Just the last word. 13:1-10
From 12:19-13:10 Paul writes concerning his proposed visit to Corinth. There were those in Corinth who had continued to flout Paul's apostolic authority and so in 13:1-10 Paul speaks of his determination to restore discipline in the church at Corinth.
v1. Paul intends to visit the church again and reinforce his apostolic authority - a third visit to bear witness to the will of God for the Corinthians, cf. Deut.19:15.
v2. During his second visit to Corinth, the "painful visit", Paul warned the offenders of his intention to deal with them and now he warns them again in the written word. His warning also applies to any others who have aligned themselves with the offenders. The actual offences are not spelled out, but given some of the issues raised in 1 Corinthians it is likely that sexual aberrations top the list.
v3. Those troubling the Corinthian church have questioned Paul's authority as a messenger of Christ. In their eyes Paul can't support his claim to apostleship. So, Paul makes the point that when he visits next, his detractors will get a taste of his authority, an authority supported by Christ himself.
v4. Paul uses Christ's life to illustrate his own, as well as the life of all believers. Christ was weak on the cross; wickedness had its way. Yet, he overcame death and was victorious through his resurrection. Those who are "in him" (in Christ) share both his weakness and power. A believer is often impotent in the face of human sin, overcome and made of none effect. Yet ultimately, resurrection-power will have its way, if not here, then certainly in eternity.
v5-6. Those troubling the church, those within and those without, have questioned Paul's apostolic authority. They claim that Paul does not speak for Christ. So, Paul asks the Corinthian believers to examine themselves. If they find themselves "true to the faith", Christ Jesus will confirm the truth to them, and of course, confirm the truth that Paul himself proclaims. As Paul was the person who brought the gospel to the Corinthians, and thus faith in Christ, to defy Paul's authority is to deny the validity of their faith.
v7. Paul expresses the hope in prayer that the Corinthian believers will sort out all the problems, moral and otherwise, that have infected the church. He will soon visit the church and this time, if necessary, powerfully establish his apostolic authority. Yet, Paul would rather that the church accepts his authority and so not give him the opportunity to have to apply his authority and thereby vindicate himself.
v8. Of course, being in the truth business, Paul is not into authenticating his apostleship by exercising discipline where it is not warranted.
v9. So, if the Corinthians correct their ways, Paul won't have to apply his apostolic authority. As a consequence, Paul will seem like his old "weak" self. Yet, he would rather be "weak", in the sense of not using his power, and for the Corinthians to be "strong", in the sense of having corrected their ways and now living for Christ.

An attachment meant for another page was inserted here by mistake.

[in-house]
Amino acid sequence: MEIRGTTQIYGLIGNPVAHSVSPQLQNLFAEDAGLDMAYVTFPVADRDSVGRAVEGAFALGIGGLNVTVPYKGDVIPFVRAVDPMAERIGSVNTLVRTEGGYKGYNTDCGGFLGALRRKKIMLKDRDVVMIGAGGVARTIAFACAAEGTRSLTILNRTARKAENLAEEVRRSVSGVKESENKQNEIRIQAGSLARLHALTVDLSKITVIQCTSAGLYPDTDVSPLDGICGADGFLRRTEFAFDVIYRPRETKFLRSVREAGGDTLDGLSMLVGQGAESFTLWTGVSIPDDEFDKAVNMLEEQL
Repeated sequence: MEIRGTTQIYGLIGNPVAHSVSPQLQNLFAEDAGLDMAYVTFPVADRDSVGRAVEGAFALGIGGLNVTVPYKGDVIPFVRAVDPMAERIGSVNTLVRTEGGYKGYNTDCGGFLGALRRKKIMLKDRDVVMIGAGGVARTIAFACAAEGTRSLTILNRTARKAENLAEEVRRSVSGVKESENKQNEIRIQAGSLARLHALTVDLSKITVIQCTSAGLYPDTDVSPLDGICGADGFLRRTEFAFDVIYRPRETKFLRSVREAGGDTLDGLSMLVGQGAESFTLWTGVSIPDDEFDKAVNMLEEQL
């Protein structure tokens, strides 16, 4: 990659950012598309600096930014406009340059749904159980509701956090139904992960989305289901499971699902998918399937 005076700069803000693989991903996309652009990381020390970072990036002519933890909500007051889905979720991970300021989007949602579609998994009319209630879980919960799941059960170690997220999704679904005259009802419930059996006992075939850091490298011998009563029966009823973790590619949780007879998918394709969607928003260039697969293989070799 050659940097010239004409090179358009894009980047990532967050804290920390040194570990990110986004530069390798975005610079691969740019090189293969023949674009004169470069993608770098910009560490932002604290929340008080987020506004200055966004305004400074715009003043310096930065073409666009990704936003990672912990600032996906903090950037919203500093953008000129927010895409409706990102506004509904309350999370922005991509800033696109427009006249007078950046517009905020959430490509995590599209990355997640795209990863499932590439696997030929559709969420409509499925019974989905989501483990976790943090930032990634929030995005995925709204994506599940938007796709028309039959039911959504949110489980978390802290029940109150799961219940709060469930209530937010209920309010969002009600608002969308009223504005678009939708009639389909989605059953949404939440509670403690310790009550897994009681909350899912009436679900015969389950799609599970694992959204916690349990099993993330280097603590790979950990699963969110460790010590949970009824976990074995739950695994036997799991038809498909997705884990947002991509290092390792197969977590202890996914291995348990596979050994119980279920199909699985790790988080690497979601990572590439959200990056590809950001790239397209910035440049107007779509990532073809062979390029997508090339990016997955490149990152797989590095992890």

v10. In the end, the very purpose for writing this letter is so that Paul will not need to "be harsh" with the Corinthian believers when he visits them. His apostolic authority was not given "for tearing down", but for "building up."
Rev. Bruce Smith, who was a highly respected Australian theologian, once shocked his theological students with the admission that he may be a fraud. He was making the point that it is just too easy to take on the form of the Christian faith, but not the substance. We have all witnessed the hypocrisy of Christians involved in character assassination, blatant sinfulness..... all done in the name of Jesus. We have all observed institutional religion involved in its power games, conformed to the world, playing at religion, but not knowing the substance. We have all witnessed the denial of mercy, of forgiveness withheld. Blind fools we are, hypocrites, for often we are the perpetrators ourselves. Did not Jesus remind us that he will say to many who claim to follow him, "I don't know you"?
In the last day none of us will want to hear those words. What we want to hear is "well done thou good and faithful servant." But how can we be sure that we will hear the good words and not the bad ones? How can we test where we stand? Paul the apostle asks the members of the Corinthian church to test their standing in Christ. He says to them, "make sure you are true to the faith?"
Paul asks the Corinthians to look at the "fruits" of their lives. Are they living good and fruitful lives for Christ? The church members Paul addresses in this letter are into party spirit and immorality and so their lives are certainly not fruitful for Jesus. Yet, although an honest assessment will expose their state of loss, Paul assumes that they will ultimately pass the test.
When a believer honestly faces their sin, they are driven immediately to the foot of the cross and there, caught up in the amazing grace of God, they find themselves pure in the presence of the Ancient of Days. It is this grace, this divine mercy, this forgiveness of God, that drives us to reassess our actions, to change our ways, to align ourselves to Christ. Never perfectly, of course, since, as Martin Luther put it, the old Adam has his way until he is deposited in the grave. Yet, we do change, for love fosters love, mercy fosters mercy; we do start to become the person we are in Christ.
It's easy to be a fraud for Jesus, all we have to do is deny our sin and rest on our own outstanding spiritual qualities. It may be best if we give that approach a miss.
1. Why is Paul critical of the Corinthian believers, and can you see a similar problem in the church today?
2. Why should the Corinthians test themselves, and what is the test?
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